The fading of some of the most dangerous aspects, for otherwise healthy people, of the COVID-19 pandemic — and Lakota and other area districts’ adopting optional masking policies — has largely lessened the once, hot-button issue of student masks.
The board approved by a 3-2 vote some changes to Lakota’s mask policy and it now specifically states any mask mandate will require school board approval.
O’Connor joined fellow board members Darbi Boddy and Issac Adi in approving the new mask policy.
“This is forward thinking,” said O’Connor, who said the board needed to make a number of changes in student mask policy, created in the first months after the onset of COVID-19 in March 2020 and further changed as the pandemic’s impact on Lakota’s 17,000 students fluctuated in 2021 and then into this year.
The board also voted to approve changes to its curriculum development policy and the discussions around that touched on previous allegations by members Boddy and Adi of some Lakota teachers using Critical Race Theory in some classroom lessons.
Boddy objected to policy language and offered an amendment that would have deleted a curriculum development provision requiring board members’ requests “to view classroom specific materials should be submitted through the superintendent.”
Boddy said Lakota Superintendent Matt Miller’s administration had “a conflict of interest” in handling such requests but her proposed amendment to delete that portion of policy was not seconded by any other board member and failed.
Lakota has long contended it does not teach CRT in its schools. District officials are hiring an outside organization to conduct an audit of Lakota curricula in part to examine for any unauthorized CRT lessons.
Adi, however, renewed his allegation regarding CRT lessons, saying “I believe some teachers are doing it” and offered a warning.
“If you are a teacher who is teaching what is not authorized (by the district) — it will come out,” said Adi, who encouraged school parents suspecting CRT lessons to reach out to board or district administration officials.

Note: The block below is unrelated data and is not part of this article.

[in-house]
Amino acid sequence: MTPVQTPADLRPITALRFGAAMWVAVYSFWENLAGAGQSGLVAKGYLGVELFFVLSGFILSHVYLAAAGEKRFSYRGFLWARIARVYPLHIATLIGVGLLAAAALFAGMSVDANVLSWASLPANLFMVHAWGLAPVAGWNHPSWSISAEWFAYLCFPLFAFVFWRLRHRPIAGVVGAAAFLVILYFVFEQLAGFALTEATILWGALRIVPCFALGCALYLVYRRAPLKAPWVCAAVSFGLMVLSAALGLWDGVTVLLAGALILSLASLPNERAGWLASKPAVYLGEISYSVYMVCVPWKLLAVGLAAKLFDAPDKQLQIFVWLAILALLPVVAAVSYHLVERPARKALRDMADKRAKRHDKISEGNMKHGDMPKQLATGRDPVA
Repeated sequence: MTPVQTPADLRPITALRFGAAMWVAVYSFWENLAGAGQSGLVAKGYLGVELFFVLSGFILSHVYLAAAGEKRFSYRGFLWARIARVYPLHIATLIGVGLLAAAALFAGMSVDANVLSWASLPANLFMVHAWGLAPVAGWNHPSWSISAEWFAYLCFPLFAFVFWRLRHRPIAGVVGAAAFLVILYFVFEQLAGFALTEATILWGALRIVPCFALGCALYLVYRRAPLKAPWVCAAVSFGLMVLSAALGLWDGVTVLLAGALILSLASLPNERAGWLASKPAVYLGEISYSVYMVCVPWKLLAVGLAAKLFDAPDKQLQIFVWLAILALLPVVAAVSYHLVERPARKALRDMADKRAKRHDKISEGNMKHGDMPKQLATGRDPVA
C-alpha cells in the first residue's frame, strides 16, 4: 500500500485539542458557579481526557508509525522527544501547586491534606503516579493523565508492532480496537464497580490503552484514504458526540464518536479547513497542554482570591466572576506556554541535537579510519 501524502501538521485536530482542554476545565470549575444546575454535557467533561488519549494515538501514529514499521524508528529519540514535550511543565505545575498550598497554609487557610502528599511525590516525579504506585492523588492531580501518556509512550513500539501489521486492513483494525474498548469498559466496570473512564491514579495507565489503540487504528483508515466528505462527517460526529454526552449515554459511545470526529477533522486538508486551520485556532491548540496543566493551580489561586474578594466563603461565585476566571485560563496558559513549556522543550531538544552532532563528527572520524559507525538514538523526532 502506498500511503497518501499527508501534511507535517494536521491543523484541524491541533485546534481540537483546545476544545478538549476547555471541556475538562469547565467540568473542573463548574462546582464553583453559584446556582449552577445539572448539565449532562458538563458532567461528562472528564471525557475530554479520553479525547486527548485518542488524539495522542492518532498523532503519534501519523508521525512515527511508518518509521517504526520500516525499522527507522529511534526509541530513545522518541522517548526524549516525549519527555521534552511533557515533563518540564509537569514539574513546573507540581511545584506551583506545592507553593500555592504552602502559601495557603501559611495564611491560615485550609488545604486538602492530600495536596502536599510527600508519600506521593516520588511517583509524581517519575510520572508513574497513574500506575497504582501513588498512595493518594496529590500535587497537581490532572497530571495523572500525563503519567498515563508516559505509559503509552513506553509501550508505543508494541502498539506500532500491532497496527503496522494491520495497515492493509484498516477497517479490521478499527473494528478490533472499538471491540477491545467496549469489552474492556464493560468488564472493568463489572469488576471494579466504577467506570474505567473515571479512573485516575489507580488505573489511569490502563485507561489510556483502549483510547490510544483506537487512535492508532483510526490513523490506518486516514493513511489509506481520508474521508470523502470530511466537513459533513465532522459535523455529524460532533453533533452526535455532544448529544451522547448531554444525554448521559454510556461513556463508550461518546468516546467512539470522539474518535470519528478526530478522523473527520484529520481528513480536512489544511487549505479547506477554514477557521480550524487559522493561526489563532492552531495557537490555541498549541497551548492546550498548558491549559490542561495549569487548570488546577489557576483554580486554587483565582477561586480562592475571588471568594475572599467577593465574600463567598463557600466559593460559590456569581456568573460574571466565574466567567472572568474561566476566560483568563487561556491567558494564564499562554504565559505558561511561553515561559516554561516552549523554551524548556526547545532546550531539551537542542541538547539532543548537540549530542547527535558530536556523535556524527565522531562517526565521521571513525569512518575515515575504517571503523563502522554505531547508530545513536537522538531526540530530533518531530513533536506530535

The board also modified its public participation during board meetings after Boddy saw another proposed amendment — which would have allowed non-Lakota residents to speak at board meetings — fail for lack of support from fellow members.
Boddy contended since the district receives federal monies derived from taxpayers everywhere, non-residents should be allowed to comment at board meetings.
The board did, however, approve by a 4-1 vote to modify its public participation policy and now will require it to not only provide public comment opportunities at regular board meetings but also at special meetings conducted by the board.
Moreover, board audience attendees no longer have to sign up to speak at their arrival at the beginning of meetings but can do so during the course of active meeting, prior to a meeting’s public comment section.
In other business, long-time Lakota Treasurer Jenni Logan announced she will be retiring from her job as of Aug. 1.
Logan, a former winner of Ohio’s top school treasurer award and a frequent consultant of state legislators concerning the state’s school funding laws, said it was a difficult decision to leave the position after nearly a dozen years with Lakota.
“It’s the right thing for myself and my family,” Logan told the board, adding “it’s been an amazing opportunity and I will forever be grateful.”
Under Ohio law, school boards hire both superintendents and treasurers.
O’Connor said the board will begin addressing Logan’s departure and filling her position in the coming months.